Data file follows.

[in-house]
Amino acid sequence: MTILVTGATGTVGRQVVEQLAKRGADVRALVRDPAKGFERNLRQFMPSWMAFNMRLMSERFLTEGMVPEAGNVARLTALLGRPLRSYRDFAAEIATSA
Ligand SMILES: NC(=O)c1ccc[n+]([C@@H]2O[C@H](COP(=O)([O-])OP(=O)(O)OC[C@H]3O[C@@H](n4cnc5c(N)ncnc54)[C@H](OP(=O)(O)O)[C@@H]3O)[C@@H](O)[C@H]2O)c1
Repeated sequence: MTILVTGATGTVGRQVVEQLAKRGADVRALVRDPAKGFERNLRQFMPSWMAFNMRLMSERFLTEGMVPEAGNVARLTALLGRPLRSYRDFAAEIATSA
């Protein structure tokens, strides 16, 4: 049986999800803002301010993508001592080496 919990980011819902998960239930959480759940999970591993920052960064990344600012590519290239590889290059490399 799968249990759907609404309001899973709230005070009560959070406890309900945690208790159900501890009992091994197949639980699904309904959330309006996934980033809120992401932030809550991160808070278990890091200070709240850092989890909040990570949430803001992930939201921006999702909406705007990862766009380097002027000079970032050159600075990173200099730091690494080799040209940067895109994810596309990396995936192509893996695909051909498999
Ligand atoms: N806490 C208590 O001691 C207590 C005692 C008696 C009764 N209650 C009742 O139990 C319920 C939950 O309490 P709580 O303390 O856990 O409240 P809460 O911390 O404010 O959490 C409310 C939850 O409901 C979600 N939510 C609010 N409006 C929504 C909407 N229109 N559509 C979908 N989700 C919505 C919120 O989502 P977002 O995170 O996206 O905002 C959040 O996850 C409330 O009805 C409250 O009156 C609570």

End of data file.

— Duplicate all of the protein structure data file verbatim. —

[in-house]
Amino acid sequence: MTILVTGATGTVGRQVVEQLAKRGADVRALVRDPAKGFERNLRQFMPSWMAFNMRLMSERFLTEGMVPEAGNVARLTALLGRPLRSYRDFAAEIATSA
Ligand SMILES: NC(=O)c1ccc[n+]([C@@H]2O[C@H](COP(=O)([O-])OP(=O)(O)OC[C@H]3O[C@@H](n4cnc5c(N)ncnc54)[C@H](OP(=O)(O)O)[C@@H]3O)[C@@H](O)[C@H]2O)c1
Repeated sequence: MTILVTGATGTVGRQVVEQLAKRGADVRALVRDPAKGFERNLRQFMPSWMAFNMRLMSERFLTEGMVPEAGNVARLTALLGRPLRSYRDFAAEIATSA
């Protein structure tokens, strides 16, 4: 049986999800803002301010993508001592080496 919990980011819902998960239930959480759940999970591993920052960064990344600012590519290239590889290059490399 799968249990759907609404309001899973709230005070009560959070406890309900945690208790159900501890009992091994197949639980699904309904959330309006996934980033809120992401932030809550991160808070278990890091200070709240850092989890909040990570949430803001992930939201921006999702909406705007990862766009380097002027000079970032050159600075990173200099730091690494080799040209940067895109994810596309990396995936192509893996695909051909498999
Ligand atoms: N806490 C208590 O001691 C207590 C005692 C008696 C009764 N209650 C009742 O139990 C319920 C939950 O309490 P709580 O303390 O856990 O409240 P809460 O911390 O404010 O959490 C409310 C939850 O409901 C979600 N939510 C609010 N409006 C929504 C909407 N229109 N559509 C979908 N989700 C919505 C919120 O989502 P977002 O995170 O996206 O905002 C959040 O996850 C409330 O009805 C409250 O009156 C609570």